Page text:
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Sanford Health CMO Reflects on the Impact of COVID-19 in South Dakota

Dr. Allison Suttle, Chief Medical Officer Sanford Health

Earlier this month Sanford Health Chief Medical Officer and ICSI board member Allison Suttle, MD, wrote an insightful article for NEJM Catalyst on the impact of COVID-19 in South Dakota. While hospitals in that state have not come close to filling the capacity prepared for the pandemic, the region, like many other rural areas across the country, is anticipating different kinds of surges as preventative health visits and vaccination rates plummet, unemployment rises, and many residents lose their healthcare.  Sanford Health is the nation’s largest rural nonprofit health care system, offering primary and specialty care, innovative research and affordable health plans across North and South Dakota, as well as several communities in Minnesota.

The following is an excerpt from Dr. Suttle’s article followed by a link to the NEJM website for your convenience.

Letter from South Dakota

The CMO of a large rural health care system reflects on Covid-19’s impact in her region, including delayed preventive care and lost hospital revenues, and the urgency of finding sensible solutions to living with a long-lasting pandemic.

Allison Suttle, MD

July 3, 2020

The trauma and devastation that health care providers have experienced from Covid-19 in some of the hardest-hit places like New York, Michigan, and Illinois weigh heavily on us out here on the rural prairie in South Dakota.1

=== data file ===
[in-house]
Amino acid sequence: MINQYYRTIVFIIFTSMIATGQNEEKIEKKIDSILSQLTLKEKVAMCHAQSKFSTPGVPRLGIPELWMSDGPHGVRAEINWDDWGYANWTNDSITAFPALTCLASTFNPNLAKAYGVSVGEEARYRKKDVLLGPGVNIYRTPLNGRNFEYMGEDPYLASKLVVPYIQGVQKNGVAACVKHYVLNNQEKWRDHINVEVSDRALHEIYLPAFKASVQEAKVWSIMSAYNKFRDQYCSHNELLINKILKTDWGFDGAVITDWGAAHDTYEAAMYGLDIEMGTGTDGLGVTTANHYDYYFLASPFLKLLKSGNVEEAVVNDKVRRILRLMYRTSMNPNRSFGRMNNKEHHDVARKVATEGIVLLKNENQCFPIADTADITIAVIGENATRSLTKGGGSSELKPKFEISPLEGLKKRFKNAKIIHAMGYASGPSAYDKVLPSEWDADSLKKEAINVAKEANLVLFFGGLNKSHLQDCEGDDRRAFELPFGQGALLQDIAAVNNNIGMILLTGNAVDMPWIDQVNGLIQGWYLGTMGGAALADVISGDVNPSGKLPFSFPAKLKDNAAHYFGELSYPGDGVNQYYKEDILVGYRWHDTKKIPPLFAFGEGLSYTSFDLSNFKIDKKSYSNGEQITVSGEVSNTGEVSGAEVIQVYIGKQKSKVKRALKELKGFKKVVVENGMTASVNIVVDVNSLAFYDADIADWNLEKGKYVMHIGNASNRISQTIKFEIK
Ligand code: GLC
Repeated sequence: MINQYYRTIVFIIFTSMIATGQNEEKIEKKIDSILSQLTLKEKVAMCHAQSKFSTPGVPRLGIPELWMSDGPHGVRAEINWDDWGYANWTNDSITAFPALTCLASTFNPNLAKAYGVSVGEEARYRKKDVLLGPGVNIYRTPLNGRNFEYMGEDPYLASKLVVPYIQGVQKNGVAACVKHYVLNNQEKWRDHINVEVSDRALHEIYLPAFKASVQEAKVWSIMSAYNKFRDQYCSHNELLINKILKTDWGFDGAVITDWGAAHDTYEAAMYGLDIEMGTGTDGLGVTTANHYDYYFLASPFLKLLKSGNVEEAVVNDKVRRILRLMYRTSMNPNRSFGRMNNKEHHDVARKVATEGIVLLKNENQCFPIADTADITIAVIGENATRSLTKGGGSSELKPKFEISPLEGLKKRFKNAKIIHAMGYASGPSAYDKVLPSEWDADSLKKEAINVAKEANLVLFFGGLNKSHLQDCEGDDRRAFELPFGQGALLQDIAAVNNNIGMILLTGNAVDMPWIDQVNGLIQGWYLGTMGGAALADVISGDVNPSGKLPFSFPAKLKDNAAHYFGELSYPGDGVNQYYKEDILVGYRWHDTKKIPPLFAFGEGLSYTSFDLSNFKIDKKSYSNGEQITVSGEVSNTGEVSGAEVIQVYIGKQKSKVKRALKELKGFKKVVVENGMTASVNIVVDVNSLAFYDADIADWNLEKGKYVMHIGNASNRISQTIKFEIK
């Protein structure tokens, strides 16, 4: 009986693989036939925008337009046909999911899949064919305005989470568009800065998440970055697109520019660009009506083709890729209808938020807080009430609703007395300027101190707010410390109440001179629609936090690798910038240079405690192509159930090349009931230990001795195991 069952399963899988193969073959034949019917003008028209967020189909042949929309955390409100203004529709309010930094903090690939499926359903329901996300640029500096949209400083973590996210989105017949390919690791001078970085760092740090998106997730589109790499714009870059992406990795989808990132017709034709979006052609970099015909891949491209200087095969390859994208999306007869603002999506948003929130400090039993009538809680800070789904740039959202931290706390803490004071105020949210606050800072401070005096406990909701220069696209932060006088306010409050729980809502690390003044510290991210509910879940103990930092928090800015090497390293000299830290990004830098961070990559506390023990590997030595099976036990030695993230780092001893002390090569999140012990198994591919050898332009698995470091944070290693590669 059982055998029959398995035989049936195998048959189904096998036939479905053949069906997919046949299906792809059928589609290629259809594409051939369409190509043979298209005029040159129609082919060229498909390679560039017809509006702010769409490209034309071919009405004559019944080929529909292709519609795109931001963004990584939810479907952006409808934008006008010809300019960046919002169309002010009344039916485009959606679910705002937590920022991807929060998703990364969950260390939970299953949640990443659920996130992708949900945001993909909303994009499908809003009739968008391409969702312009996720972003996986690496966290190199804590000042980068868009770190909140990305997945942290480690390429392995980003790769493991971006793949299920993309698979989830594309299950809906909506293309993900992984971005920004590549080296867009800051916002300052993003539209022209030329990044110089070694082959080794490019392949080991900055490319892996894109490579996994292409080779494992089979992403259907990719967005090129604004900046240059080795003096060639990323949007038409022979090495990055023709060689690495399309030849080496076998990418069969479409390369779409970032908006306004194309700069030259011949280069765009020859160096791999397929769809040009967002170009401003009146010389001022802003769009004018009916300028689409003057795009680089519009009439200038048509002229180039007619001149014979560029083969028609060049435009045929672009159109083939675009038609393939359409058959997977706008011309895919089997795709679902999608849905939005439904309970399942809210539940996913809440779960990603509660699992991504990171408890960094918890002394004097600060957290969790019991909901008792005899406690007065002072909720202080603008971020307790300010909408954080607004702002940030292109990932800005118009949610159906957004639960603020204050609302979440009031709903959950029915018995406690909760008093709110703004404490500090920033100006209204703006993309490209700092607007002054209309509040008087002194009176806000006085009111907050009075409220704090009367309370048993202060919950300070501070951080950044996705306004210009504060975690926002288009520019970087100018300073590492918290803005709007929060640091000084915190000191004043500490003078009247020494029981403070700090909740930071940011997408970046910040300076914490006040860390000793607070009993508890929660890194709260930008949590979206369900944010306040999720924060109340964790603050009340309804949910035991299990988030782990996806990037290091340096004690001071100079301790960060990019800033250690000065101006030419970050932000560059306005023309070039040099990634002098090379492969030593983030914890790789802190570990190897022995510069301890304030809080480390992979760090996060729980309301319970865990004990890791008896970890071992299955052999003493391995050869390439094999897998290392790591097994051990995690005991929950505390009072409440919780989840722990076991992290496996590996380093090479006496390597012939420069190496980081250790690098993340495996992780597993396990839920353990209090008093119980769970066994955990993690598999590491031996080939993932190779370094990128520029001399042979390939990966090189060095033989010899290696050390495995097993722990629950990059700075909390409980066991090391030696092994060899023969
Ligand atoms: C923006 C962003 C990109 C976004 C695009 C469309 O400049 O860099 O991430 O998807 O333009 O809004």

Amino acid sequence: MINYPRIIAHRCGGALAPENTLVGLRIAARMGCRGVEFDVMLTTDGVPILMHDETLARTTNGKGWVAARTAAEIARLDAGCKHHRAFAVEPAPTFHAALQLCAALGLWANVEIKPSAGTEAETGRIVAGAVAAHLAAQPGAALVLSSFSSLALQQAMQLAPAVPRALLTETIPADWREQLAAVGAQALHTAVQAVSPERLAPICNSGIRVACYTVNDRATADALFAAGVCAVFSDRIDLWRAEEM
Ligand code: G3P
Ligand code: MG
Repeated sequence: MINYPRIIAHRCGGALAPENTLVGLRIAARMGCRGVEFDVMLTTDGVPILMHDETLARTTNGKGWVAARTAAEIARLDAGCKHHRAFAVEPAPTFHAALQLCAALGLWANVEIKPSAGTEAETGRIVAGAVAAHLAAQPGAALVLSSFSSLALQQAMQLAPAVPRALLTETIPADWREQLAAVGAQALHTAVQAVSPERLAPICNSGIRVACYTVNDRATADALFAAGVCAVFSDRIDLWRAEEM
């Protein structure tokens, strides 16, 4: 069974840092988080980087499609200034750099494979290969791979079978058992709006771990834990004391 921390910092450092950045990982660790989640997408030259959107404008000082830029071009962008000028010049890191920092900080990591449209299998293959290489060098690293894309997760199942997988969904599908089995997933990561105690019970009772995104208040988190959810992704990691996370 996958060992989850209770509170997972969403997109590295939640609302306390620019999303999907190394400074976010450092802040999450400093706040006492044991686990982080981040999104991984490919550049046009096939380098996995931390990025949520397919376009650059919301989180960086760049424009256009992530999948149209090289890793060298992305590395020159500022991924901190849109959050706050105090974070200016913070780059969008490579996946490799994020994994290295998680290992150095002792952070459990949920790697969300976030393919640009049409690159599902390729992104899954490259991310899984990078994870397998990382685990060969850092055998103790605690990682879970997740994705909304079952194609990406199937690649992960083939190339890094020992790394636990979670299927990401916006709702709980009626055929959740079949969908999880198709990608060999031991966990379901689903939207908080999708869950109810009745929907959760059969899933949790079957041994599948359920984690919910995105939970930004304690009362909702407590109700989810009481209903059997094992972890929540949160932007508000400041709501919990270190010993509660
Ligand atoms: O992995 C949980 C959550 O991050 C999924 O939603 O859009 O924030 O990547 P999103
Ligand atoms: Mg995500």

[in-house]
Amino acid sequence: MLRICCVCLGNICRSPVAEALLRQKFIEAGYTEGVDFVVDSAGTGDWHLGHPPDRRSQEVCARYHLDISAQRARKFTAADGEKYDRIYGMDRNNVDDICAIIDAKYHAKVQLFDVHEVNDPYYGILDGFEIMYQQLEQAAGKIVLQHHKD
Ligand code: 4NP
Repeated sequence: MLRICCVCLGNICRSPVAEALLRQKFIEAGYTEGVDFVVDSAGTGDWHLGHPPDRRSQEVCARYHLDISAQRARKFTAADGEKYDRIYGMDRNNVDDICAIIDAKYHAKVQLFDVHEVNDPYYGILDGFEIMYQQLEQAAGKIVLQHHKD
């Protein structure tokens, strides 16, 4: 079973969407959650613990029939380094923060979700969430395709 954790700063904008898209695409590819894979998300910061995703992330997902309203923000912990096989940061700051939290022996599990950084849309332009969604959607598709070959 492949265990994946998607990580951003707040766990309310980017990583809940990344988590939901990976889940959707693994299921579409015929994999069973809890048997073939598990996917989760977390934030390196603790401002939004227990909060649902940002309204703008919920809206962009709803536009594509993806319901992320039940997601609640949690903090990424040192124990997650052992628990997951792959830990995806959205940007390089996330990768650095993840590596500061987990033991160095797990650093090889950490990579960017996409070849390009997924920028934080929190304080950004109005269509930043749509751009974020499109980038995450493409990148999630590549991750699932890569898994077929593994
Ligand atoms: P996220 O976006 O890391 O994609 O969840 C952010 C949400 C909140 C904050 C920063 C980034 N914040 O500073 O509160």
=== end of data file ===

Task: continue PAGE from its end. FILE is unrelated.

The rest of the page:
The surge in cases of coronavirus in the rural Midwest has so far looked different than in some larger American metropolitan areas.2 For now, outbreaks here are primarily centered around standalone agricultural food-processing facilities, which are usually very large and have dense workspaces, like the Smithfield Foods pork plant in Sioux Falls.3 We’ve also seen many cases emerging in the large nursing homes in areas close to these hotspots where there has been significant community spread.4

Deaths from Covid-19 are tragic, whether they occur in rural, metropolitan, or suburban communities. In South Dakota, where I serve as chief medical officer for Sanford Health — the largest rural health care system in the nation, serving more than 2 million patients with 44 hospitals and nearly 200 senior care locations — there are vast and mostly remote areas without large and dense populations.5 The surge never came to most of these areas. And because of that, we cannot use a one-size-fits-all mentality in our decision making. Now we must focus on how we live with Covid-19.

Follow this link to read the rest of this article on the NEJM website. 



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